Getting to Know Garrett Phelps
Music has always played a big role in Garrett Phelps’s family. His father and brother, Drew and Nathan Phelps, are upright bass players whose notoriety has extended past town. His mother Esther has a bachelor’s degree in music education. As a kid, Phelps did not share a leaning towards musicianship as a career, preferring instead to build Legos.
“I was idealistic for a while. I guess I still am idealistic, just in a little more pragmatic way,” Phelps says.
Now Phelps is a member of country-inspired folksy duo PurlSnapShirts, bluegrass outfit Tallgrass, blues band Son Slim and the Gems, and dark rock group Swan Diver. How did he get involved in four such different groups? He was simply asked to. His involvement came from being friends with someone in each band and being asked for his support.
Phelps took to the guitar around the age of 12 after his father bought a guitar one Christmas--not for anyone in particular in the household. Phelps is now primarily a bass player, both upright and electric. He writes songs as well, but finds that he is constantly learning for each of his musical projects. As he and his brother discussed one day, songwriting is either like fine dining or fast food: “You can write a bunch of shit and come out with two really good songs, or you can take the time to only make good songs.”
“That’s part of being a good bass player, knowing how to figure a tune out really fast and remembering shit and knowing all of these little cues,” Phelps says. “With all that data, I don’t put out quite as much.”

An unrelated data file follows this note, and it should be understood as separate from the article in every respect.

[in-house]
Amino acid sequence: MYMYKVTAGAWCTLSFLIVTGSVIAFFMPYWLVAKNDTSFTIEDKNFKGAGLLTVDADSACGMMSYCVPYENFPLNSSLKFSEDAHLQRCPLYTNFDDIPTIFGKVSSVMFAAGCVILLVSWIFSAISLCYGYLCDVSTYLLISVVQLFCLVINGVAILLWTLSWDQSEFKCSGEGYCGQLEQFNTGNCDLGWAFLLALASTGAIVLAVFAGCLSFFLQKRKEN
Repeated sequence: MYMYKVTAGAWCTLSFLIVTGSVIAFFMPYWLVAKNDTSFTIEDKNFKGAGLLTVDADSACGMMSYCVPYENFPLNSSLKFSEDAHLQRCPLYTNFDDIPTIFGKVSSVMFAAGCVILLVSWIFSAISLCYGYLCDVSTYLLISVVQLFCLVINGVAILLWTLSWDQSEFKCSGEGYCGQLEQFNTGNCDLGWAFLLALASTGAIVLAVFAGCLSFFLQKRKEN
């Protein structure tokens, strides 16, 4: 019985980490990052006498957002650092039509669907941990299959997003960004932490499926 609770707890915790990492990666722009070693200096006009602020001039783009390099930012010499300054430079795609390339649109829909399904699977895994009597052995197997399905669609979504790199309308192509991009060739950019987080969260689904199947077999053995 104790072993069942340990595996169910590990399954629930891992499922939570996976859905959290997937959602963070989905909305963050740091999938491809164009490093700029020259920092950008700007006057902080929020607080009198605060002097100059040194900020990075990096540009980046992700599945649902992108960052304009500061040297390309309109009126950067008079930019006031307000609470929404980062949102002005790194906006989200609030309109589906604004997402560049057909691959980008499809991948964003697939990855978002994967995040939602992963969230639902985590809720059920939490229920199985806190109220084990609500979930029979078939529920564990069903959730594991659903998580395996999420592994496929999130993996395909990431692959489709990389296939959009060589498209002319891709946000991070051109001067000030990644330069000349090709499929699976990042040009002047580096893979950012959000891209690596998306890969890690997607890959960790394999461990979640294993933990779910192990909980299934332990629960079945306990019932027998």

In addition to his artistic output, Phelps hosts the open mic nights every Wednesday night at Midway Craft House — again, the byproduct of a friendship, this one with Midway manager Rahim Dewji. He is also a sound engineer at a church, where he works at least once (if not twice) a week. That means that in his life, music can either be a job, a need, a role in society, a time machine, a fun time, or any combination of the five. Because of this, Phelps finds himself constantly needing to switch between being at the helm of a musical project and playing a supportive role — that is, being someone who can focus more on the music and less on whether the crowd is digging the output. He is capable of riffing and jamming with friends on the fly, and giving up a little creative control for the ultimate good of the immediate musical experience.
“Sometimes as a bass player I’ll wind up playing something where it’s like, ‘I don’t really like how this sounds, but it’s not my song and the thing that I wanted that I think sounds better doesn’t fit what this is,’” Phelps says. “And honestly, usually giving up that little jump of faith actually works out better. You just gotta let the music do what it does. Everyone knows what the fuck is going on, as far as the band goes.”
Phelps wants to tour with multiple bands that he’s in, but understands ultimately that getting nine people in a car will be a challenge. He laments that the year has gone and he didn’t tour at all, though he planned on doing so during the summer. Touring and getting out of the city is on his agenda for his foreseeable musical future. A born-and-raised Denton resident, Phelps has obvious ties to the city and finds that currently his “arts community is fluxing at the moment, in a way that at the end of the day I can profit off of.” Phelps is about to enter a slower season performance-wise, but open mic will take place every Wednesday. He also encourages fans to look out for a surprise this coming year.
For Phelps, sometimes music is a job. But when it’s fun, it’s a really good time.
Header image design by Brittany Keeton